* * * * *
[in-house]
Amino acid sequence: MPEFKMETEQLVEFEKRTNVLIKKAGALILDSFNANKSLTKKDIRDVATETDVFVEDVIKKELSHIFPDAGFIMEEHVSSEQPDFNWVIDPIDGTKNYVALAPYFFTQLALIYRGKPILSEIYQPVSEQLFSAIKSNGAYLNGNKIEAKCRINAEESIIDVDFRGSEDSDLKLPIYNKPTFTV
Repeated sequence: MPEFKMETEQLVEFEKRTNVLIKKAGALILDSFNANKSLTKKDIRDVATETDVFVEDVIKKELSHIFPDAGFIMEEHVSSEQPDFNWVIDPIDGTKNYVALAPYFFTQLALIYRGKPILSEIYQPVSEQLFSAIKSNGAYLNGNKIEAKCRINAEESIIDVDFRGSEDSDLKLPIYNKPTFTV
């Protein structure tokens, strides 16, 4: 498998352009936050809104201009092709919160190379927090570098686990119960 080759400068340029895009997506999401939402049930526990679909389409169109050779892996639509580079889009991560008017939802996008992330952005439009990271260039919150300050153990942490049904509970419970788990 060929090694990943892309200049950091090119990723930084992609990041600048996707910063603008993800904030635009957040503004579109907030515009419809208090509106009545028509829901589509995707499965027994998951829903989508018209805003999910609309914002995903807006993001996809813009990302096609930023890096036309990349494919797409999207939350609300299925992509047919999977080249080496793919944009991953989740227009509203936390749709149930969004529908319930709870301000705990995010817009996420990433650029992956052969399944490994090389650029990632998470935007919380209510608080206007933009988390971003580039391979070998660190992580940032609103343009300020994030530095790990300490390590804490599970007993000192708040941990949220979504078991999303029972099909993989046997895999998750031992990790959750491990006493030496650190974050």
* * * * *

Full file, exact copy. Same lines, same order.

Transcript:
[in-house]
Amino acid sequence: MPEFKMETEQLVEFEKRTNVLIKKAGALILDSFNANKSLTKKDIRDVATETDVFVEDVIKKELSHIFPDAGFIMEEHVSSEQPDFNWVIDPIDGTKNYVALAPYFFTQLALIYRGKPILSEIYQPVSEQLFSAIKSNGAYLNGNKIEAKCRINAEESIIDVDFRGSEDSDLKLPIYNKPTFTV
Repeated sequence: MPEFKMETEQLVEFEKRTNVLIKKAGALILDSFNANKSLTKKDIRDVATETDVFVEDVIKKELSHIFPDAGFIMEEHVSSEQPDFNWVIDPIDGTKNYVALAPYFFTQLALIYRGKPILSEIYQPVSEQLFSAIKSNGAYLNGNKIEAKCRINAEESIIDVDFRGSEDSDLKLPIYNKPTFTV
């Protein structure tokens, strides 16, 4: 498998352009936050809104201009092709919160190379927090570098686990119960 080759400068340029895009997506999401939402049930526990679909389409169109050779892996639509580079889009991560008017939802996008992330952005439009990271260039919150300050153990942490049904509970419970788990 060929090694990943892309200049950091090119990723930084992609990041600048996707910063603008993800904030635009957040503004579109907030515009419809208090509106009545028509829901589509995707499965027994998951829903989508018209805003999910609309914002995903807006993001996809813009990302096609930023890096036309990349494919797409999207939350609300299925992509047919999977080249080496793919944009991953989740227009509203936390749709149930969004529908319930709870301000705990995010817009996420990433650029992956052969399944490994090389650029990632998470935007919380209510608080206007933009988390971003580039391979070998660190992580940032609103343009300020994030530095790990300490390590804490599970007993000192708040941990949220979504078991999303029972099909993989046997895999998750031992990790959750491990006493030496650190974050």